Growing up in a traditionally Black Church in the South, Pentecostal, Holiness, and Baptist, I miss cultural aspects of my religious heritage that I've not found other places: dancing, shouting, and praising!
My children, born in the covenant and raised in the truths of inspired prophets through membership in The Church of Jesus Christ of Latter-day Saints, do not share the cultural connection to African American heritage that type of worship brings.
Even when I introduce them to the love-inspired dance and praise worship I cherished as a church-going kid, they wonder what it's all about when the Spirit comes to us without a need for all of the dancing and the shouting.
About A Feeling
It wasn't about the Spirit, if I'm honest, and I am. For me, it was about the cultural experience of group worship. It was about being in a sea of people that looked like me is what I miss.
It's about saying, "Good Morning," to the congregation and feeling the roar of the responding "Good Morning!"
That feels like home, to me.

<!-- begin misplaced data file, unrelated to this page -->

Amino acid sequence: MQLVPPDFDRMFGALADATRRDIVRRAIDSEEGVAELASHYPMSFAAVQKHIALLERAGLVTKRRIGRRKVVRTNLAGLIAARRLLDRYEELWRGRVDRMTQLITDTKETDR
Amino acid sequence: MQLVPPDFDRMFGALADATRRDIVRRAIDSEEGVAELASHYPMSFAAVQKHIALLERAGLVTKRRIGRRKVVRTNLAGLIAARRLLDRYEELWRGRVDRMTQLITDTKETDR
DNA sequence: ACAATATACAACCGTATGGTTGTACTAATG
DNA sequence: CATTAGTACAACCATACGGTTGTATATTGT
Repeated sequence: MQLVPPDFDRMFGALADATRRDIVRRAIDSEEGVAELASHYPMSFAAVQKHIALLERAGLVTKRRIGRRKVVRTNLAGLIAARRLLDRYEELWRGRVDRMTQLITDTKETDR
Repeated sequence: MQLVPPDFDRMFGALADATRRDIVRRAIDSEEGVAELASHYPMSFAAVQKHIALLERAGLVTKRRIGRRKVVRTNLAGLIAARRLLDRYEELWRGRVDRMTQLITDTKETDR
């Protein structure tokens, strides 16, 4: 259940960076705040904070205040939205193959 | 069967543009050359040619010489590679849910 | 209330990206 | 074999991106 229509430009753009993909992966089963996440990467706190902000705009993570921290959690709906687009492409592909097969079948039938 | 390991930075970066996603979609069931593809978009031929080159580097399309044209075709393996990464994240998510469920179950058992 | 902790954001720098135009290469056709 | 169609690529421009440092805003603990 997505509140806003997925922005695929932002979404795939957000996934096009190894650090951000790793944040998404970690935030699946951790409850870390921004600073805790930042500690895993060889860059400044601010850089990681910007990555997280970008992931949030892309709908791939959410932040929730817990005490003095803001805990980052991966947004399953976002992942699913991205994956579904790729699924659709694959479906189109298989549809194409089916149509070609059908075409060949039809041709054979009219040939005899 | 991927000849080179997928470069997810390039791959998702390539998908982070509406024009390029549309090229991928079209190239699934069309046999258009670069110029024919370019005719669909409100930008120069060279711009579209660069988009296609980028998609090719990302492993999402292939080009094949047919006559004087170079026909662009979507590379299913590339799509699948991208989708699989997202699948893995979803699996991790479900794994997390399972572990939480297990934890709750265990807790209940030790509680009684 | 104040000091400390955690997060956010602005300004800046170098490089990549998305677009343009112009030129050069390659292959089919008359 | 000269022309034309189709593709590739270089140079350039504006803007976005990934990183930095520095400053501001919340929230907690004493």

I feel the Spirit at home. It is not the dancing or the shouting that brings the Spirit, but the welcome.
I know when I go to a predominantly African American Church, a Holiness Church more times than not, I am welcome. I am home, I am accepted, I am a part of, I am included, and I am family.
I've felt that way in the Atlanta Ward of the Atlanta Stake in Georgia, United States.
I've felt that while serving as a missionary for The Church in South Africa--simply because everyone tended to look similar to me, a seas of shades of brown skin and black hair.
I felt understood at Church there immediately without having to explain myself because we all had a common appearance and struggle, a shared struggle or wrestle with Western culture!
Now, I feel awkward purposefully gathering together trying to feel that acceptance. I did not have to "try" in Atlanta Ward or on my mission, or when I go to African American churches. It just happens. In most of my missionary service and at most of the Wards, congregations, members gathered to Church. Most, if not all of us were Black.
Purposefully gathering does create some of that feeling of belonging, but it can also feel forced--too much so at times. Satan is about force. God is about feeling.
Notice all of the feelings and felts mentioned above.
One method of bringing the influence of the Spirit is through sharing personal experiences, and another, through showing love and concern--feelings.
I relate all of this to share the following video.
Please, Saints, don't listen to what Sister Shirley Caesar says about the dead church and claim it as ours, which is the living Church in TRUTH!
The dead church is the one that doesn't allow its members to feel like they belong.